Share Email Print
cover

Proceedings Paper

Using remote sensing and GIS to integrate various environmental factors into a predictive malaria transmission risks model in rural Burkina Faso
Format Member Price Non-Member Price
PDF $14.40 $18.00

Paper Abstract

The importance of Remote Sensing and GIS into malaria studies has been widely demonstrated. Most of the studies that integrate remote sensing are analysing the link between environmental factors and potential mosquito's nidus presence, but focusing only on some few meteorological variables. Nevertheless, the complexity and biological dynamism of malaria transmission require the integration of multiple ecological variables. In this study remotely sensed based environmental variables have been used to build a comparative model. All these data have been integrated into a GIS, layered with other ground data sources of climate and epidemiological origin. Since the final survey is concerned with only four villages, the general purpose was to use the environmental variables derived from remote sensing as malaria transmission risks predictors for the whole study area. Another challenge was to avoid predictors' thematic redundancy. The last challenge was to avoid spatial autocorrelation since we were dealing with high spatial resolution data. For these purposes the intelligence between Remote Sensing and GIS tools is of a focal utility.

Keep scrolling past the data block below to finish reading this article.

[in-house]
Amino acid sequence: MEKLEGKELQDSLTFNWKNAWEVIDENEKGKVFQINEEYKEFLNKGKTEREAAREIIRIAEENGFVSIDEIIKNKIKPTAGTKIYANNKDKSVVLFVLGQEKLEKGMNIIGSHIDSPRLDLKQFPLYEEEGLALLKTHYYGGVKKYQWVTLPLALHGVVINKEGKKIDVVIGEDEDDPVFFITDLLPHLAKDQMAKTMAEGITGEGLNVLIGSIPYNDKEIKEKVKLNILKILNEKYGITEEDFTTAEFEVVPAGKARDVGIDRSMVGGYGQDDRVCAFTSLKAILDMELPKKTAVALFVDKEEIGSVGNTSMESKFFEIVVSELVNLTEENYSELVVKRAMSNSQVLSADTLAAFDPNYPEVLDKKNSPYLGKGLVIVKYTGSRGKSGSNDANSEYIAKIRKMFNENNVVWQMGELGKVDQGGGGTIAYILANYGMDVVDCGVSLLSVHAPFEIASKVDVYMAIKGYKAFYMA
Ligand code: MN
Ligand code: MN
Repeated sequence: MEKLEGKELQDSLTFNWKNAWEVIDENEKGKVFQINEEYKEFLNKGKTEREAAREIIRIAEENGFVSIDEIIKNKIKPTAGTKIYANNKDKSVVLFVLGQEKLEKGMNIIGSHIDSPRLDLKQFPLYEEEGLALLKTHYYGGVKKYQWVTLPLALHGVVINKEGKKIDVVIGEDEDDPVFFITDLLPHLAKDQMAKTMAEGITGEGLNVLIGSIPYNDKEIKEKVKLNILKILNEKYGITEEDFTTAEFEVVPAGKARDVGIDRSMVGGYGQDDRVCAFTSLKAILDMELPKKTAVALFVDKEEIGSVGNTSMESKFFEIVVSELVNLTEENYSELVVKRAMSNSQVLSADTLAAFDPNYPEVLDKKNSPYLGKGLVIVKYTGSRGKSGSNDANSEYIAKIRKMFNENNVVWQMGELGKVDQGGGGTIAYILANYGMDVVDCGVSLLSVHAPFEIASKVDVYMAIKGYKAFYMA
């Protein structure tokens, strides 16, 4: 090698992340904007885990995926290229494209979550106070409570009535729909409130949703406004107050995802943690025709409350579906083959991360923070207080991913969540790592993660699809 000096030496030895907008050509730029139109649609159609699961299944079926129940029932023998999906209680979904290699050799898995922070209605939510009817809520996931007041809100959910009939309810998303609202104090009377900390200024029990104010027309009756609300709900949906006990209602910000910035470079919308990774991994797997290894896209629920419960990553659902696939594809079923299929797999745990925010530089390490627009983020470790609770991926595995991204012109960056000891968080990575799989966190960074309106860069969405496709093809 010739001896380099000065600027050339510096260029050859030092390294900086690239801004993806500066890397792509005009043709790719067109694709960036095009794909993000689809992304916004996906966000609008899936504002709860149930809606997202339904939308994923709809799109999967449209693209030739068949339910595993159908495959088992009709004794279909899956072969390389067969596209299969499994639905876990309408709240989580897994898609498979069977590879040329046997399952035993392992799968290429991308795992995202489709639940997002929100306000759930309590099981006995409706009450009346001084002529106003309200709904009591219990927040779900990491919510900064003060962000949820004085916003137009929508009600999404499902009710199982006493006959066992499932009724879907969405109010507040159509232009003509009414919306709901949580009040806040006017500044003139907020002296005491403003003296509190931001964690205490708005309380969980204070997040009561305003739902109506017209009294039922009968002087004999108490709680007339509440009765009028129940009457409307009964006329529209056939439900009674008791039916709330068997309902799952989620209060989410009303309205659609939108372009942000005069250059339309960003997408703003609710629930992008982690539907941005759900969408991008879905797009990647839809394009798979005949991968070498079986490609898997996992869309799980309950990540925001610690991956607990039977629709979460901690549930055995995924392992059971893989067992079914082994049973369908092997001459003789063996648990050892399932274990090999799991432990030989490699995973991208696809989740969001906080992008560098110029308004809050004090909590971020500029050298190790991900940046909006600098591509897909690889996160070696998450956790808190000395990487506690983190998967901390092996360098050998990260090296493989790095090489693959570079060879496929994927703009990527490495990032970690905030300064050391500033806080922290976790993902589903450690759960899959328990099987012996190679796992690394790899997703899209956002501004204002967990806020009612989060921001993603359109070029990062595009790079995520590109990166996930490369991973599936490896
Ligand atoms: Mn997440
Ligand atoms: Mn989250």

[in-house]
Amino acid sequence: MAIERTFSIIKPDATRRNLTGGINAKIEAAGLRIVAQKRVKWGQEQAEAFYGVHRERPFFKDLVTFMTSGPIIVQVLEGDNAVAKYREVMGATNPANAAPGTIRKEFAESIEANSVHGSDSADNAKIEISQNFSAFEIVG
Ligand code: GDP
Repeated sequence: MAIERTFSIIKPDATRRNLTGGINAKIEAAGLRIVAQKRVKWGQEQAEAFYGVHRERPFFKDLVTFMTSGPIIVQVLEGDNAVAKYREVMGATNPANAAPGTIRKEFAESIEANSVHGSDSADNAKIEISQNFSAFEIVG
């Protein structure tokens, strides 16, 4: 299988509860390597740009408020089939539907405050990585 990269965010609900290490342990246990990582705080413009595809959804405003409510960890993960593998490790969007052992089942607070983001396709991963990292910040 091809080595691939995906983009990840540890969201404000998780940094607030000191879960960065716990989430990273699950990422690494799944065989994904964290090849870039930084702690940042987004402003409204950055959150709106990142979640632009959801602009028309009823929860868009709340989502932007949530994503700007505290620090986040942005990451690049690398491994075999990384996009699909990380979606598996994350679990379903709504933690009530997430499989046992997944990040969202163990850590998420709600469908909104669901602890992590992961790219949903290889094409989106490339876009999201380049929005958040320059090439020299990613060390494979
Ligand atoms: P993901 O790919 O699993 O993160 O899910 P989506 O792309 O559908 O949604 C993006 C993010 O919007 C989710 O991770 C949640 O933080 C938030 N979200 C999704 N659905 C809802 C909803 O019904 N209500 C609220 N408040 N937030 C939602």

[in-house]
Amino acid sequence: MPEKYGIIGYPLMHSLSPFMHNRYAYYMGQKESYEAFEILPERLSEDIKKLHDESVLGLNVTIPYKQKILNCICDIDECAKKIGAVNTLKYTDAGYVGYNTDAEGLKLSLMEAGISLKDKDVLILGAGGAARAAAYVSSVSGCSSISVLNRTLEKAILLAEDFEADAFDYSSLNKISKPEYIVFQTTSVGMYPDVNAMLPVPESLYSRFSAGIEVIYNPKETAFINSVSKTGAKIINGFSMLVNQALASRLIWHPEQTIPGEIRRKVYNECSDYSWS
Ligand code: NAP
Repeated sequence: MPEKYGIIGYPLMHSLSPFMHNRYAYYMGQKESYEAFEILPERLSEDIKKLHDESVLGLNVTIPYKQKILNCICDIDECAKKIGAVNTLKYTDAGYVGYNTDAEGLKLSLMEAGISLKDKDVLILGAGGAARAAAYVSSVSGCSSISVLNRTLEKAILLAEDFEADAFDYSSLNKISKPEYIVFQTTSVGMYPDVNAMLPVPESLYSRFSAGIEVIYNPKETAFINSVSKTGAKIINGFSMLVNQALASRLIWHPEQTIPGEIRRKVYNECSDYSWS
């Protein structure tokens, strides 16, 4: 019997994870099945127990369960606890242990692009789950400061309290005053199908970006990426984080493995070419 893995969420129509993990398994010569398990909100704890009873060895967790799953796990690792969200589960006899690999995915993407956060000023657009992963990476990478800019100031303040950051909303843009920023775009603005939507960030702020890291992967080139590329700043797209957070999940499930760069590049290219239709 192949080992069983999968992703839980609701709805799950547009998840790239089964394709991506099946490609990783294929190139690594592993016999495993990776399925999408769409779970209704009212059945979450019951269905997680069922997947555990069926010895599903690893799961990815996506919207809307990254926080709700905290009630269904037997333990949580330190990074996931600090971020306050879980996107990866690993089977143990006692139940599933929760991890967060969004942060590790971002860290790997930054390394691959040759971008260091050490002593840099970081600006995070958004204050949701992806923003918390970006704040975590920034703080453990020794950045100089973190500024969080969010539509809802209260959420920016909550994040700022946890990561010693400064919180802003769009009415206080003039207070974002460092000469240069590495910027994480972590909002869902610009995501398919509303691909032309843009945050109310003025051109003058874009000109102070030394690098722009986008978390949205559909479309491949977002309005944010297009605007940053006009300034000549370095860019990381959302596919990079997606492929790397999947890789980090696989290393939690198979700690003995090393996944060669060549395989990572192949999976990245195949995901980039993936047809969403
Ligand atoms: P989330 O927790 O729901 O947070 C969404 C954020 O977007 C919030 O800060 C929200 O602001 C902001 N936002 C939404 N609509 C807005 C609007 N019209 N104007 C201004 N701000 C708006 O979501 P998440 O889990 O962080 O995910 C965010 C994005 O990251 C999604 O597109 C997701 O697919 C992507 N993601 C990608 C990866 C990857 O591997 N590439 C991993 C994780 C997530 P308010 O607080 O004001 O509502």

Paper Details

Date Published: 3 October 2006
PDF: 13 pages
Proc. SPIE 6366, Remote Sensing for Environmental Monitoring, GIS Applications, and Geology VI, 63660M (3 October 2006); doi: 10.1117/12.690609
Show Author Affiliations
Roland Ngom, Univ. of Education, Heidelberg (Germany)
Alexander Siegmund, Univ. of Education, Heidelberg (Germany)


Published in SPIE Proceedings Vol. 6366:
Remote Sensing for Environmental Monitoring, GIS Applications, and Geology VI
Manfred Ehlers; Ulrich Michel, Editor(s)

© SPIE. Terms of Use
Back to Top